Monday, June 06, 2011

Air France Does a DSK Move

What is it with the French and taking responsibility? Jeez, DSK goes after the chambermaid, and all the French hoity toits fall over themselves blaming the woman.

The Air France plane falls 30k feet because it stalled.... stalled! When the stall warnings went off, Bozet the Clown in the pilot's seat pulled back on the stick to bring the nose up. Did he never play "Flight Simulator"? Amazing. Yet the Air France hoity's the quote from the WSJ article:

Air France praised the three pilots, who "demonstrated a totally professional attitude and were committed to carrying out their task to the very end," the airline said in a statement.

The carrier, a unit of Air France-KLM SA, noted that "the initial problem was the failure of the speed probes which led to the disconnection of the autopilot and the loss of the associated piloting protection systems."

The largest trade union representing Air France pilots, SNPL, said Friday the report "describes only part of the sequence of events experienced by the crew" and it awaits the full report.

Now, I understand that the disconnection of the autopilot would be a problem, if (for example) I or even the intrepid world traveller Angus were sitting up front. We are not...PILOTS. Losing the piloting protection systems would indeed be a big problem for anyone who is not a trained pilot.

But I would have expected that the term "pilot" would connote some ability to fly a plane, and in particular it should mean you have training in flying the particular plane you are "piloting" across the big old ocean.

I also understand that the guys are dead, and that Air France is trying to avoid massive liability for what appears to be simple negligence in training.

Still wonder, though, how a stall alarm would say to any trained pilot, "Get your nose up!" (Two analyses, one here and then a really interesting one here. The actual pilot, the last link, seems to think it was a tough situation. And he mentions what it must have been like to have a 40 degree up angle, and then the long stall, falling into the ocean. Must have been terrifying.)

A video of the problem of stalling.


Marc said...

There is an interesting letter to AVWeb here (scroll down to the AVmail section) from an A-330 captain that talks about how difficult this particular scenario really is.

Anonymous said...


I actually also Foy The same air raft myself. I cannot imagine ANY pilot willingly pitch up the nose.
We dont k ow yet why the pitch trim wildly (uncommendedly) went from 3 to 13'?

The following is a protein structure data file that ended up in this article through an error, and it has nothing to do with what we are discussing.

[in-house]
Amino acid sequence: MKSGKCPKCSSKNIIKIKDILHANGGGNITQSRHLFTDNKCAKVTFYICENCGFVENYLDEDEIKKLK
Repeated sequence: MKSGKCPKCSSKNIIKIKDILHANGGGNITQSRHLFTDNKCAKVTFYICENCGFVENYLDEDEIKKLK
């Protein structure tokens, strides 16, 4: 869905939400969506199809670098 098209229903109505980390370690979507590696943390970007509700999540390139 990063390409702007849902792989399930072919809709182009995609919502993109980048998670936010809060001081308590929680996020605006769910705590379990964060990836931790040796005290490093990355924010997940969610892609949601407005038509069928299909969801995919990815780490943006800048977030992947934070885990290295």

We do not know wether it's the flight computer that 'orders' or flies itself the pitch-up because it believes to be in an overspeed situation. ?

I bet Airbus does not want to discuss those points especially before leBourget airshow.

I unfortunately believe that our fellow pilots tried their best, till the very end, in a situation that was probably not recoverable. And THAT situation was directly created by the loss of airspeed indications.

Dr. Tufte said...

I met an Air India *pilot* at a party about 15 years ago. For the most part, they were not allowed to fly the planes — the autopilot was regarded as safer and more dependable. He tended to support the idea that this made him a not-so-good pilot if there was ever a problem.

John R Henry said...

Adam Curry of the No Agenda Podcast is an aviator and has a different theory.

HE went on and on about how much training emphasis is placed on pitching the nose down in this kind of situation. He found it hard to believe that the pilot would pull up.

The Airbus is fly by wire which means that when you move the stick, it sends a signal to software which actually sends the signal to move the control surfaces.

Suppose the software had been corrupted? Suppose the pilot was pushing the stick forward and the software was saying "No, you don't know what you are doing, I'm going to pitch the nose up."

If that happened, there would probably be no way to ever know.

I am not clear if it is the case with the Airbus or even if it is still true at all but Curry also said that some fly by wire systems use Windows NT.

Now there is an encouraging thought.

John Henry

unblinkered said...

NASTY bit of commentary here Mungowitz... these pilots lost their lives trying to recover from this stall... if you want a good debate on just how tough things were in the flight deck.. go to and read the lengthy discussions by pilots and other aviation experts...

But that seems besides the point, for you to throw fecal matter at these guys with such childish sarcasm is pathetic....

Sorry, occasional but last time visitor.

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